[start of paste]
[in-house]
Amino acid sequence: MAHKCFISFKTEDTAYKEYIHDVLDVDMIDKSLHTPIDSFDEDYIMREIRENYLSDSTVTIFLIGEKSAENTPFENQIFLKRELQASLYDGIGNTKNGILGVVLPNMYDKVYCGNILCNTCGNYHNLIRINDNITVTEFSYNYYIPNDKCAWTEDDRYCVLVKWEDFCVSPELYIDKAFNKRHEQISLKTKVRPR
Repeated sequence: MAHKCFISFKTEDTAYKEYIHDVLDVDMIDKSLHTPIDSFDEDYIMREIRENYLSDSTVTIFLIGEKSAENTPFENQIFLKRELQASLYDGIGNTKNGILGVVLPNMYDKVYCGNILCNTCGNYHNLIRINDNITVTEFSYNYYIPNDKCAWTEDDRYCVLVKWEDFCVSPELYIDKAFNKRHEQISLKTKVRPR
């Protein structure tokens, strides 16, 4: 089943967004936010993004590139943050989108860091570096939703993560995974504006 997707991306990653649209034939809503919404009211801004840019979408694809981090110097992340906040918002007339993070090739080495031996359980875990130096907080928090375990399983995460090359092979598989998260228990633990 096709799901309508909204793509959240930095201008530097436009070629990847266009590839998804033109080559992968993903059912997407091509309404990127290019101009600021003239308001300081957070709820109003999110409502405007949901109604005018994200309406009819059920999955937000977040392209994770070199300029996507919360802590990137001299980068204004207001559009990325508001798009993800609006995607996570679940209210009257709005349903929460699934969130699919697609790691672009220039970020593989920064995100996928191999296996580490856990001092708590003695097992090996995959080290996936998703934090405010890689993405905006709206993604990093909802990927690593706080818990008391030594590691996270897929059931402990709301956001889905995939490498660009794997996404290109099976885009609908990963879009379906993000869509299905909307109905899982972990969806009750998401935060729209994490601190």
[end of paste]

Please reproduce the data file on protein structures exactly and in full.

[in-house]
Amino acid sequence: MAHKCFISFKTEDTAYKEYIHDVLDVDMIDKSLHTPIDSFDEDYIMREIRENYLSDSTVTIFLIGEKSAENTPFENQIFLKRELQASLYDGIGNTKNGILGVVLPNMYDKVYCGNILCNTCGNYHNLIRINDNITVTEFSYNYYIPNDKCAWTEDDRYCVLVKWEDFCVSPELYIDKAFNKRHEQISLKTKVRPR
Repeated sequence: MAHKCFISFKTEDTAYKEYIHDVLDVDMIDKSLHTPIDSFDEDYIMREIRENYLSDSTVTIFLIGEKSAENTPFENQIFLKRELQASLYDGIGNTKNGILGVVLPNMYDKVYCGNILCNTCGNYHNLIRINDNITVTEFSYNYYIPNDKCAWTEDDRYCVLVKWEDFCVSPELYIDKAFNKRHEQISLKTKVRPR
């Protein structure tokens, strides 16, 4: 089943967004936010993004590139943050989108860091570096939703993560995974504006 997707991306990653649209034939809503919404009211801004840019979408694809981090110097992340906040918002007339993070090739080495031996359980875990130096907080928090375990399983995460090359092979598989998260228990633990 096709799901309508909204793509959240930095201008530097436009070629990847266009590839998804033109080559992968993903059912997407091509309404990127290019101009600021003239308001300081957070709820109003999110409502405007949901109604005018994200309406009819059920999955937000977040392209994770070199300029996507919360802590990137001299980068204004207001559009990325508001798009993800609006995607996570679940209210009257709005349903929460699934969130699919697609790691672009220039970020593989920064995100996928191999296996580490856990001092708590003695097992090996995959080290996936998703934090405010890689993405905006709206993604990093909802990927690593706080818990008391030594590691996270897929059931402990709301956001889905995939490498660009794997996404290109099976885009609908990963879009379906993000869509299905909307109905899982972990969806009750998401935060729209994490601190």